• What the visitors click on,
  • How far they scroll,
  • Usability or accessibility flaws,
  • How have they been converting,
  • What kind of devices they use,
  • Additional layout insights.

Data allows me to understand the past online behaviors and metrics that affect conversion rates. For example, I need to take into consideration longer vs. shorter landing page conversions, is the target audience tech-savvy or tech-averse, do they browse on computers or mobile phones, etc. Things all have a significant impact on the final design. 

Sign that says "Data has a better idea"

Say if I deliver a short landing page that has a lot of cool and modern features that’s also optimized for a mobile experience? Yet, the target audience likes to take the time to read more information on longer pages at their desktop computer and are tech-averse. You can only imagine how that will impact the goals set for the project, can’t you?

Discussing the landing page’s copy

The kickoff meeting is also the place to review copy and the content. The sooner I know what the client wants to feature on the page, the better. I’m a big fan of the copy-first design approach. It has tremendous project management benefits.

With this Outbrain project, they included the suggested copy for review within the kickoff meeting. There are two different types of questions I’d typically ask at this stage. First, double-check that the copy is, in fact, the right choice for this project. Of course, the more questions I ask, the informed I will be, and the better the suggestions I can provide.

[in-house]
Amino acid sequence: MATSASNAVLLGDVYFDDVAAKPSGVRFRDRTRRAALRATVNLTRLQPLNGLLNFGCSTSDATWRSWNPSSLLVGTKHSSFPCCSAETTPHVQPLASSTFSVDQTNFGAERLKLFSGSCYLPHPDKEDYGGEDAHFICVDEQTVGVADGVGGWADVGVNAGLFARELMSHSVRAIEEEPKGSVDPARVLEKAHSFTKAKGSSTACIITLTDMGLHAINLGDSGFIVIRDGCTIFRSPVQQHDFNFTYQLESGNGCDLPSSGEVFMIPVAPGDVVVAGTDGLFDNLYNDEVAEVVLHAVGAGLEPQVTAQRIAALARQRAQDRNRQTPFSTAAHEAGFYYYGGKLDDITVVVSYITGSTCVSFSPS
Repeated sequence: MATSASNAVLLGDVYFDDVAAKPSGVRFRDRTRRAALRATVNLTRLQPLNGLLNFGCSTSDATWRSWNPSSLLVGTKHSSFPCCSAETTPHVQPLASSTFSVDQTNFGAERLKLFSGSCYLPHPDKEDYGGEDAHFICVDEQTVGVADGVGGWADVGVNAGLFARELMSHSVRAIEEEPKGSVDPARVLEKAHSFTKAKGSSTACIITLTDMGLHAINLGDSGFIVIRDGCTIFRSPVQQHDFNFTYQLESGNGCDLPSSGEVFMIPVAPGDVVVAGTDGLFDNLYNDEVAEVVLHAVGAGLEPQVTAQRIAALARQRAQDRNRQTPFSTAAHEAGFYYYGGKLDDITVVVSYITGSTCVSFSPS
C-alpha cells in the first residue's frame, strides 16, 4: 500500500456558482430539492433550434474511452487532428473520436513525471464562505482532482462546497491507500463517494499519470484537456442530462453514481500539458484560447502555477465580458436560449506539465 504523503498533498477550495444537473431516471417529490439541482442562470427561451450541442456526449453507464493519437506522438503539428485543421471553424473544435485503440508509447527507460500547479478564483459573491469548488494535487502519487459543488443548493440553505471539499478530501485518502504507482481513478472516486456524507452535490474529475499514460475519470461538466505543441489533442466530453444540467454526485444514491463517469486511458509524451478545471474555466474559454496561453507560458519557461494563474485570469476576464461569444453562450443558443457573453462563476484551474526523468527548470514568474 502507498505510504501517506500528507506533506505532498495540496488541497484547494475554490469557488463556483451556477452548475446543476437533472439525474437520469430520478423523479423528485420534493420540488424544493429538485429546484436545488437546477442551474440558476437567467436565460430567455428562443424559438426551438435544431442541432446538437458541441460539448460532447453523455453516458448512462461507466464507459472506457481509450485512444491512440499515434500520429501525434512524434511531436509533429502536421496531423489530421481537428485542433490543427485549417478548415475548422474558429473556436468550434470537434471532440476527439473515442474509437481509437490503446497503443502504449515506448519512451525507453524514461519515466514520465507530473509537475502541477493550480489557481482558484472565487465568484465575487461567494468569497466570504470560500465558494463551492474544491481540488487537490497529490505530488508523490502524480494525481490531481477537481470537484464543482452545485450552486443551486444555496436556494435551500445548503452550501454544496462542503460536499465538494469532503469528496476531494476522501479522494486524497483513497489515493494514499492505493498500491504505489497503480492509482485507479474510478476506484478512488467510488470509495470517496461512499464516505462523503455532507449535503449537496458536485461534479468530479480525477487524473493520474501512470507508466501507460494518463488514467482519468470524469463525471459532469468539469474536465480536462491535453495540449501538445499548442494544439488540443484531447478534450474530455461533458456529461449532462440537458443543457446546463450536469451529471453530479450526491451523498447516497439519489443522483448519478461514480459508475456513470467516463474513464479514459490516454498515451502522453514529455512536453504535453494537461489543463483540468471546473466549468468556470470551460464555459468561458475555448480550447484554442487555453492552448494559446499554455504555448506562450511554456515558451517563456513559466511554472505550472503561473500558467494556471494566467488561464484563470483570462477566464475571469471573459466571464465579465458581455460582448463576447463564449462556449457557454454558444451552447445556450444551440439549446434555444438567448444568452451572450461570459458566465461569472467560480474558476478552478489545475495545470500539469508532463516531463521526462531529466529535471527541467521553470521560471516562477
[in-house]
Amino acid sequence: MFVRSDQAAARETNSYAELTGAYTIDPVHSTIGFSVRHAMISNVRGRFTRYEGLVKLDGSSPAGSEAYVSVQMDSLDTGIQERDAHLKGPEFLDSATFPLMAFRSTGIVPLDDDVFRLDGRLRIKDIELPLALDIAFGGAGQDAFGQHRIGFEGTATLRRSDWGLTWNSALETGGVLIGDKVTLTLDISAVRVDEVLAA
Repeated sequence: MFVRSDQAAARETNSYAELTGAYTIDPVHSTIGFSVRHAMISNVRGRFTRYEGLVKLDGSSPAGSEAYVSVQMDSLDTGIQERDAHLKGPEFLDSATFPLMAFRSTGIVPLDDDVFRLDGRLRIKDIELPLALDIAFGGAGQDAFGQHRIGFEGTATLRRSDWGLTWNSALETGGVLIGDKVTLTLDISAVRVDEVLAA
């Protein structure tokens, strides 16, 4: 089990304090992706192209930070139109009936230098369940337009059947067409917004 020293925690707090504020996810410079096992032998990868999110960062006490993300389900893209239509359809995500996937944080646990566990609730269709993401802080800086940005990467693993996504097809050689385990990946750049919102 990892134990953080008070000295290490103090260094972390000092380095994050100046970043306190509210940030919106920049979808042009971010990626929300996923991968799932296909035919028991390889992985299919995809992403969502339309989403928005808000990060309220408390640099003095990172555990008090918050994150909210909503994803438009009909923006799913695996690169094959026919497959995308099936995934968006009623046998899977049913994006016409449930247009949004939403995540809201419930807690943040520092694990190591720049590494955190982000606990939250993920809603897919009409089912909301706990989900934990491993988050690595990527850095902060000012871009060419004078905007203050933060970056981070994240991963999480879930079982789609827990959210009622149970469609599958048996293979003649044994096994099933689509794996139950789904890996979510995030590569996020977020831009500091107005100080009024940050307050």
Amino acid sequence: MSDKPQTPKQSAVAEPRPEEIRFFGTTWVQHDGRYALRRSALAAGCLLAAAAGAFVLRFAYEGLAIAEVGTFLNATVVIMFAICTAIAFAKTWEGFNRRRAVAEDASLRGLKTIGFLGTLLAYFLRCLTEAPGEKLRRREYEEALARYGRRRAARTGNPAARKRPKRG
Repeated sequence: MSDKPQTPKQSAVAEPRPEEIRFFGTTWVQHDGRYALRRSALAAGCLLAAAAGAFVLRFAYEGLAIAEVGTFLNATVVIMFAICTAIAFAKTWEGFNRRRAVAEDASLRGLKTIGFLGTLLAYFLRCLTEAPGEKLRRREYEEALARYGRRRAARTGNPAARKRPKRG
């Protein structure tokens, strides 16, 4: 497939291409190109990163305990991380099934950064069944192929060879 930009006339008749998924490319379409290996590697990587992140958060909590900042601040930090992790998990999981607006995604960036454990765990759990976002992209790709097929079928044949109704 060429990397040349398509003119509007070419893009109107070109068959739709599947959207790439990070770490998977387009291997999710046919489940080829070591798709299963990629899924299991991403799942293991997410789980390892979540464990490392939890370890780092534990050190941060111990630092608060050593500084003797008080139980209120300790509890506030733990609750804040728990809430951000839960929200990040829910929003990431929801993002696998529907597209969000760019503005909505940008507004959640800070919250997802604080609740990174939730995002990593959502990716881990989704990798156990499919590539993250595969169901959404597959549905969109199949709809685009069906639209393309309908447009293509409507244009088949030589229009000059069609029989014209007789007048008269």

Second, take the time to figure out what is flexible and non-negotiable within the content. Sometimes the client has ideas they want to run by me. Sometimes they’re simply unsure if it’s the right thing to include. 

The visual design takes shape

Without a doubt, this is the time that the visual design starts to take its initial form. Personally, I start to visual various design ideas as I’m reviewing the content. After all, the content affects the page’s flow and overall layout. This is also what makes the kickoff meeting a lot more powerful – we can discuss various design ideas, look for inspiration, or make a quick doodle about how this content could be presented. 

Discuss the schedule

Every project has a schedule; this one was no different. Naturally, the schedule needs to be addressed, including deadlines, timelines, milestones, assets, and the review process. 

Sometimes certain deadlines are non-negotiable. Therefore, other something might need to be renegotiated to make the deadline. Planning out the schedule isn’t super glamorous, but it helps to set expectations of who does what and by when. 

What comes after the kickoff meeting?

After your wrap up the kickoff meeting, you get to work! You do what you got to do.

I designed, shared it with the team, and iterated. We kept the design brief, and kickoff meeting notes close by as a guide, and we came out with one hell of a fantastic landing page

All in all, I must admit that my working relationship with this team was absolutely fantastic. It was smooth and stress-free. I attribute a lot of this to the kickoff meeting we had. Actually, many of my projects and collaborations go very smoothly because of well-executed kickoff meetings. This process sets up the expectations quite well for everybody involved, and also avoid scope creep.

The takeaway

The reason I’m sharing all of this with you today is that I wanted to give you real insights into what it’s like to start a design project right. This method can be applied to many other projects as well, not just website design ones. 

Having a kickoff meeting for my design projects has significantly helped me improve the quality of the work I produce, the quality of collaborations I get to be part of, and my clients’ satisfaction. When I said that the key to a great collaboration and a successful design project is a kickoff meeting, I wasn’t kidding. I’m sure you see it now too. Communication and setting the right project expectations from the getgo can work wonders.